Even if your last talk was an argument with lots of bad thoughts and feelings expressed, there should still be another conversation at least a week later. Why? Because then you have both taken the time to “chill out” or calm down and have thought thru everything. It doesn’t matter that the relationship is over, healing still needs to occur.

The fear of endings is common and it causes people, who do this, to go through life with chaos. A person can never feel balanced within themselves if they are out of integrity with a relationship somewhere in their life. The ending will haunt you until you clean it up. Just as people sit in prison having to think about the circumstances that brought them there each and every day with the closed and locked doors as a constant reminder. Your closed mind will lock you in place and hold you emotionally hostage.

Meanwhile, the victim of your damage is in pain and suffering from this confusion. They are wondering what could they have done differently, why this happened “now,” and/or confused about the sudden changes in the person they once loved. They are unable to learn and grow from a circumstance that came with unanswered questions. They are left feeling abandoned, rejected, hurt and bewildered. It could even set them up to go through this similar experience again. While the runner has no control over someone else’s feelings, you have a responsibility to the person you once said you loved, or cared about deeply.

Who gains here? Does anyone win? No.

The relationship issues during the time together should be discussed with each other. Not your friends and family but looking at each other in the face and saying “this is what I need you to know about me.” This should continue with and “this is what I want from you.” The person can agree or disagree and you can negotiate.

Whether married or not, entering into an intimate journey with another means that you are responsible for that person. You have opened yourself up to them, bared your soul, gotten naked and exposed yourself in ways you don’t do with the average person walking down the street. This means that you have to hold yourself accountable at the end as well. It is fun in the moment to play and have sex and pretend to be partners but this isn’t high school. Relationships are for grown-ups so act like one!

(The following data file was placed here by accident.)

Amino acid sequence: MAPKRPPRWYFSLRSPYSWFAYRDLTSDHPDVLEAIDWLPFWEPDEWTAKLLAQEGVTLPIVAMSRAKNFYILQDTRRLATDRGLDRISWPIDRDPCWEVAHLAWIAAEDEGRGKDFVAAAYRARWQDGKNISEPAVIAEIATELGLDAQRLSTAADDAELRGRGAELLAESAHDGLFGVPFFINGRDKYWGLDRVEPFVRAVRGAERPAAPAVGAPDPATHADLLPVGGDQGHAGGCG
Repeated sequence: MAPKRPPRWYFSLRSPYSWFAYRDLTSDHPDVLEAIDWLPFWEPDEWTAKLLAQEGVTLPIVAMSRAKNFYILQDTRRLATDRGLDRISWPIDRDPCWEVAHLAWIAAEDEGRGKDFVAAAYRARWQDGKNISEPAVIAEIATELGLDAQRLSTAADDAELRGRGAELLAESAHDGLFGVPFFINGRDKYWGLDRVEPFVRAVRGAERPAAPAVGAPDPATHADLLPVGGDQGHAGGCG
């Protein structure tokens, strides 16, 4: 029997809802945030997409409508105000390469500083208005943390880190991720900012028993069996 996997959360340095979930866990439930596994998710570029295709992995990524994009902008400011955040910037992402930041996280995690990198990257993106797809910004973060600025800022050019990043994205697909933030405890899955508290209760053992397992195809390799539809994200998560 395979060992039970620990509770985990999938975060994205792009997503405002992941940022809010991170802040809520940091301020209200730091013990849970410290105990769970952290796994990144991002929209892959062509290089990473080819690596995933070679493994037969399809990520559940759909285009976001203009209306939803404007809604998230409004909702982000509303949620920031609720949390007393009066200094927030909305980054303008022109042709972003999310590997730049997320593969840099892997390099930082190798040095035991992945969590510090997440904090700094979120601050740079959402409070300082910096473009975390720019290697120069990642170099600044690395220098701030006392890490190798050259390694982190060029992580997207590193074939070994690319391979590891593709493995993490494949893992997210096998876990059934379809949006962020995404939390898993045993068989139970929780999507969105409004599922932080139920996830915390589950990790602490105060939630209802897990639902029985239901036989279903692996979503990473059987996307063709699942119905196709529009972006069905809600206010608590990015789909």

Many people who run away have had a history of someone doing this to them along the way. They have grown up in an unhealthy family in some way that made them anxious or avoidant toward others. A resentment or anger can develop in regard to intimacy. It can cause the person to shut down emotionally. This is generally translated into behaviors that can show up in the relationship, such as being an introvert, not opening up to the other person or lacking in self-awareness. It can take on traits such as narcissism, addictions to mask the pain, or other mental health disorders. It isn’t as simple as this though because we aren’t counselors and even when we are, we are not always able to see what is right in front of us – until it slaps us in the face.

No one wants to be the bad guy. However, you end up looking much worse to others when you walk away in a very nasty and childish way. If you have done this to someone in your life, it is best to consult with a therapist and get support on doing a better job with endings. Then, to ease your conscious, contact that person and apologize. It will change your life for the better. Cleaning up your integrity is never a bad thing. Communication is never a bad thing when two people are respectful and listening to the other. You will be glad you listened here and took my advice. Ending with communication and answered questions is a very loving way to say goodbye. Don’t be the bad guy who runs away and becomes fodder for social media. Be a grown up and leave with a clear conscious and a healthy mind!